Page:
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Maternal Modification and Breastfeeding

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Those Breastfed for longer than 6 months had more subjects in the modified group (26%) than those breastfed for a shorter time (13%) showing sensitisation to any food allergy (OR, 0.32; CI, 0.12-0.84, p = .028). There was no effect of breastfeeding on SPT results after this age.

Discussion This study aimed to evaluate the effectiveness of a maternal dietary intervention. It also aimed to assess the role of breastfeeding duration for allergy prevention and to determine if dietary modification influences the effects of breastfeeding on atopic disease. Modification appeared to reduce the development of eczema and asthma with a trend for less food sensitisation. Breastfeeding had no effect on allergy markers after age 1. In those less than 1, a breastfeeding duration for 6 months or longer increased food sensitization rates. This effect was more evident in the Non modified group.

The results of this study are in support of the original hypothesis where modification guidelines suggested by Royal Prince Alfred Hospital Allergy Unit were beneficial in reducing the incidence of eczema and asthma. Modification also appeared to reduce food sensitization, however these findings were not significant.

These results are similar to those of Hide et al (1996) and Arshad et al., (1992) whereby excluding highly antigenic foods from the diet while breastfeeding prevented infantile eczema and asthma. In contrary to Hide et al (1996) and Arshad et al., (1992), this study failed to show significantly less food sensitisation in early childhood with modification. This may be due to the nature of the intervention. For practical reasons, trace amounts of food allergen were allowed within the modification recommendations which may have caused some sensitisation. The severity of food allergy was not considered in these studies which could potentially be reduced with maternal modification.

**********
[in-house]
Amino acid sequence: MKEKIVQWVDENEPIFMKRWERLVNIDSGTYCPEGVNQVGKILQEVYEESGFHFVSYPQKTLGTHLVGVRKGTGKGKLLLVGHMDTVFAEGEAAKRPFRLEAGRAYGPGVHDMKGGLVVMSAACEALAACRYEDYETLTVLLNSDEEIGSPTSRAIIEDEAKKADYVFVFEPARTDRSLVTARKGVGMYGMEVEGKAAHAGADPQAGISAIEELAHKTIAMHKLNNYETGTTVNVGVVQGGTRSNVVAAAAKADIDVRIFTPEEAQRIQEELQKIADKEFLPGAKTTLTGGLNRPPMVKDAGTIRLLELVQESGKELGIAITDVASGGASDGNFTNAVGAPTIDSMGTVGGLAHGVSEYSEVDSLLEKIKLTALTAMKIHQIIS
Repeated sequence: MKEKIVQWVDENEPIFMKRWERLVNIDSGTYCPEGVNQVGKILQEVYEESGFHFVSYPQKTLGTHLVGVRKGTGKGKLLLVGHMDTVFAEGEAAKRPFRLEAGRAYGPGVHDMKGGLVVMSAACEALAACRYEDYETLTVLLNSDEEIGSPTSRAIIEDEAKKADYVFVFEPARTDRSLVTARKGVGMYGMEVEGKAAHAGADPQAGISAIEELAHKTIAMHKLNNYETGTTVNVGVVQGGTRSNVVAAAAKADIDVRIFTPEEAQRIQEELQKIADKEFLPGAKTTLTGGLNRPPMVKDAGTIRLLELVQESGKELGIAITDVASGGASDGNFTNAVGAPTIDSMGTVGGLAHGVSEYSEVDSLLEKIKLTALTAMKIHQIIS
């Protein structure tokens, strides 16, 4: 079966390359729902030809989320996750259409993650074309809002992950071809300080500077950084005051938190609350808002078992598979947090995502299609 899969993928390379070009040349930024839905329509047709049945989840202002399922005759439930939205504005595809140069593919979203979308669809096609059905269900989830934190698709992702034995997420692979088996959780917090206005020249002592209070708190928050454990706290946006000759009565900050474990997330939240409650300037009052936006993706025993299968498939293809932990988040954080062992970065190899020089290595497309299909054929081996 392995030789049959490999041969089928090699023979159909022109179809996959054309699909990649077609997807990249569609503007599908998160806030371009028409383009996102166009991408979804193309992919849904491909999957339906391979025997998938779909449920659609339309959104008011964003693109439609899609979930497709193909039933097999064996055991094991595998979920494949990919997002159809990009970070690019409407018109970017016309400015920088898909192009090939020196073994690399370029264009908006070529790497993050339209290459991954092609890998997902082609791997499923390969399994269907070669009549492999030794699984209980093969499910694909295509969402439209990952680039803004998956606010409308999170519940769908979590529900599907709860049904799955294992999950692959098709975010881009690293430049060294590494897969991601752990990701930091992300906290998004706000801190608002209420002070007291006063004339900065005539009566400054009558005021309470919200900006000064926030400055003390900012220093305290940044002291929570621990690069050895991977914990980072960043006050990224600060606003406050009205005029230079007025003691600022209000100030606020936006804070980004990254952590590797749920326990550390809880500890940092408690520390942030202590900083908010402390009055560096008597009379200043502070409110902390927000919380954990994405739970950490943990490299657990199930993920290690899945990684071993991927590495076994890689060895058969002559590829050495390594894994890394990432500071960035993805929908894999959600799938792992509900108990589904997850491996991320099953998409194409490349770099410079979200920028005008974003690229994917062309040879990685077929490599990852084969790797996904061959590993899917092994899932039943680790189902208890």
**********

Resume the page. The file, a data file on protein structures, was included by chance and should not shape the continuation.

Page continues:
Some past studies have found no effect of maternal modification on any allergy markers. This can be explained by their study design. Hattevig et al., (1989) used a modification intervention duration of 3 months, after which a child could be sensitised through breast milk when their mothersdiet returned to normal. The intervention group had a small

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